Tbh, I didn’t see what the big deal with plants were–I just awlays liked beautiful, scented flowers, but that’s it. I just knew that they die quickly unless you were growing them in a garden.
But for some reason, I never had trouble with plants. I guess I just always went by that simple lesson being taught in my elementary school science class about how plants, “need water and sunlight.” Nothing else more complicated.
I remember getting my first plant (I think it was a begonia?) during undergrad because Mount Holyoke had this tradition of giving a free mini plant to their freshmen (and apparently there is an urban legend that if your plant dies, you won’t graduate!), and how I was like, “bleh, that’s it?…this is just…a leaf..” and I just left it by the Eastern-facing window and had it grow. Damn, that thing just kept growing, while my roommate’s plant died in a week. I just kept watering it and leaving it there. That’s it.
But I forgot what happened to it lol.
I then remember going to the Netherlands and seeing ppl just buy plants and orchids as if it’s no big deal. I loved the flowers, so I began to get addicted and bought a buttload of orchids from Home Depot and put them in my dorm room during my first year of grad school. Loved it, and was able to keep a consistent watering schedule (that’s the trick!)
I guess I just never grew plants growing up because I lived on a low-floor building in NYC (so all the sunlight would get blocked by the skyscrapers).
Then last year, I saw this ‘pink princess philodendron’ somewhere and I just got hooked. I saw some real cute houseplants in some Nordic interior decoration posts and just started to search there.
One plant led to another plant, which led me to see this whole new world: The Online Plant Community.
I remember when I would post some questions on some orchid forms, a while back, that the people were friendly and actually were nice enough to share info (this is totally the opposite of the budo community, where you have that whole ‘ego thing’ going on and also the tradition of ‘stealing the waza’). I also posted on this monstera albo Facebook group about my first albo that wasn’t getting a new leaf, and had so many nice, thorough responses that helped (I also met one of my albo dealers there, even though I was already following her Insta).
Corona has definitely made me pay more attention to the plants, since I don’t have my dojo and stuff to go to. Upon observing the posts from others and seeing their form of ‘drama,’ I cannot help but to think about how different it is from the budo world.
Mind you, I may have these opinions now because I am still pretty new to it (so everything is still in that lally dally phase), but I did notice a few things:
The plant community doesn’t seem to be competitive in the same way as the budo world, and I think it’s due to the nature of the activity; martial artists are historically always fighting and competing, resulting in having different types of human relations skills, while plant people are used to minding their own activity in nature, and really just quietly introverted.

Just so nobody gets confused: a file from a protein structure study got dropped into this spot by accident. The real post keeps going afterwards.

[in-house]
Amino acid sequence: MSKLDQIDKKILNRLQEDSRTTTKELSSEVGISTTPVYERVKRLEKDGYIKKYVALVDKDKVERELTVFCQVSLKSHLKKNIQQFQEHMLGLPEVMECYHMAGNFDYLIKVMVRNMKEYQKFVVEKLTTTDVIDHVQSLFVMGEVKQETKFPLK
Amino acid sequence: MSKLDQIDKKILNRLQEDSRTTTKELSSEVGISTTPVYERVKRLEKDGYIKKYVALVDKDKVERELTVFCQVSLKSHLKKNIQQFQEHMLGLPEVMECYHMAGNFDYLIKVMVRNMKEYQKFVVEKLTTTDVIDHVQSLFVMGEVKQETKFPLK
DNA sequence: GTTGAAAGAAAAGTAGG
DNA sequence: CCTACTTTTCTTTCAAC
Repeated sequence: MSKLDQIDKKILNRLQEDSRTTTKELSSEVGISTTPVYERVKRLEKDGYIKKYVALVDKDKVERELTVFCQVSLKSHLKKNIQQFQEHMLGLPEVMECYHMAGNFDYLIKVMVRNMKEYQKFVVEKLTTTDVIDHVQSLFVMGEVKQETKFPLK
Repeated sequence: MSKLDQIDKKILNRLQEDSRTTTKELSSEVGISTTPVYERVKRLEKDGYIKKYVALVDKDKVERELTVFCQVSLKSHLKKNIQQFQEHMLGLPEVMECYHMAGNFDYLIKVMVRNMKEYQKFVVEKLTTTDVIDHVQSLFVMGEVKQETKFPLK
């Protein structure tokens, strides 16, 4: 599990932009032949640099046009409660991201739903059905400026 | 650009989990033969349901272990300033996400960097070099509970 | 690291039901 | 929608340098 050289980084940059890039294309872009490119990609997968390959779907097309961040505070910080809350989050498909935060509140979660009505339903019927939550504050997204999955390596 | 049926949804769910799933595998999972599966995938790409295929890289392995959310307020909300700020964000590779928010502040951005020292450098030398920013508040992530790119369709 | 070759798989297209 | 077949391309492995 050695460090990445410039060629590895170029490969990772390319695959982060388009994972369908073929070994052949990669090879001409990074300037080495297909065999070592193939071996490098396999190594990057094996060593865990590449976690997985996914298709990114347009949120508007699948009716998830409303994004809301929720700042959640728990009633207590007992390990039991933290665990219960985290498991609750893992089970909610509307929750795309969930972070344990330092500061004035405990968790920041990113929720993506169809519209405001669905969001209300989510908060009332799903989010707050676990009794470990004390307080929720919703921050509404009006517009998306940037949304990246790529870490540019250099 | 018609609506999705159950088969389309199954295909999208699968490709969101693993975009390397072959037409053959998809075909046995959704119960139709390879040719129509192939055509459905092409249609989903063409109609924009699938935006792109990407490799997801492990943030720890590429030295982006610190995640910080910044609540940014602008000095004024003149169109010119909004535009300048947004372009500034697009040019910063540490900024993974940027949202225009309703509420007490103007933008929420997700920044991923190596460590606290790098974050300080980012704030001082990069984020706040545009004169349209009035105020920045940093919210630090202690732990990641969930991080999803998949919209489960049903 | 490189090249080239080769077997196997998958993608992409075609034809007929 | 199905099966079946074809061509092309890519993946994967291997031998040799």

In the budo world, if you want to learn something, a lot of times you would need to be fake and suck up to the higher-ups, because a lot of people are so egotistical. Unfortunately, it is very common for a lot of backlashing at other teachers about their methods, their students’ faulty techniques, as well as a lot of people happily wanting to teach their, ‘RIGHT WAY AND THE ONLY WAY’ to people because they equate it to them feeding their ego.
I haven’t seen this in the plant world. There are different methods to growing plants, but people are not aggressively pushing their opinions onto others about what the best method is.
Because the supply and demand are always disproportionate, you do not have people aggressively trying to steal customers from some sellers, and they don’t do the same aggressive smacktalking in the same way I see higher up budo ppl do, where they are always trying to poach new talent to add a good rep to their school etc etc…
Now, I’m not saying that all budo people are like this, but unfortunately, there are so many of them that I’m starting think that it’s turned into the mere expectation, which really makes you search hard and treasure those people who actually are good-natured and about the art (those are the people I tend to get along with and the only ppl who tend to like me anyway).
I guess with plants, you’re not fighting—you also are not pushy because you know that you cannot control how the plant grows (lol reminds me of that Kung Fu Panda quote), so ppl who take on that hobby for the long-term tend to fit in that personality profile.
A lot of these thoughts and this current quarantine time-period where I’m spending more time with my plants, reminds me of that scene from Fearless, where Jet Li was out in the mountains and in nature as a way to reform himself:
It’s like being out of that competitive, egotistical environment, actually made him more powerful. As for why that is, I still have no idea 🙂 Maybe I’ll learn after our borders reopen.
I hope that the budo community can learn a lot of things from the online plant community. I hope that they can be friendly with sharing info and more open to making allies, rather than competing to be the best. After all, it’s just like that quote from Hanzawa Naoki,
“The world is made up of human relations”
You cannot get better without others. Friendships and allies go a long way, so make sure you stay good natured and uncorrupted.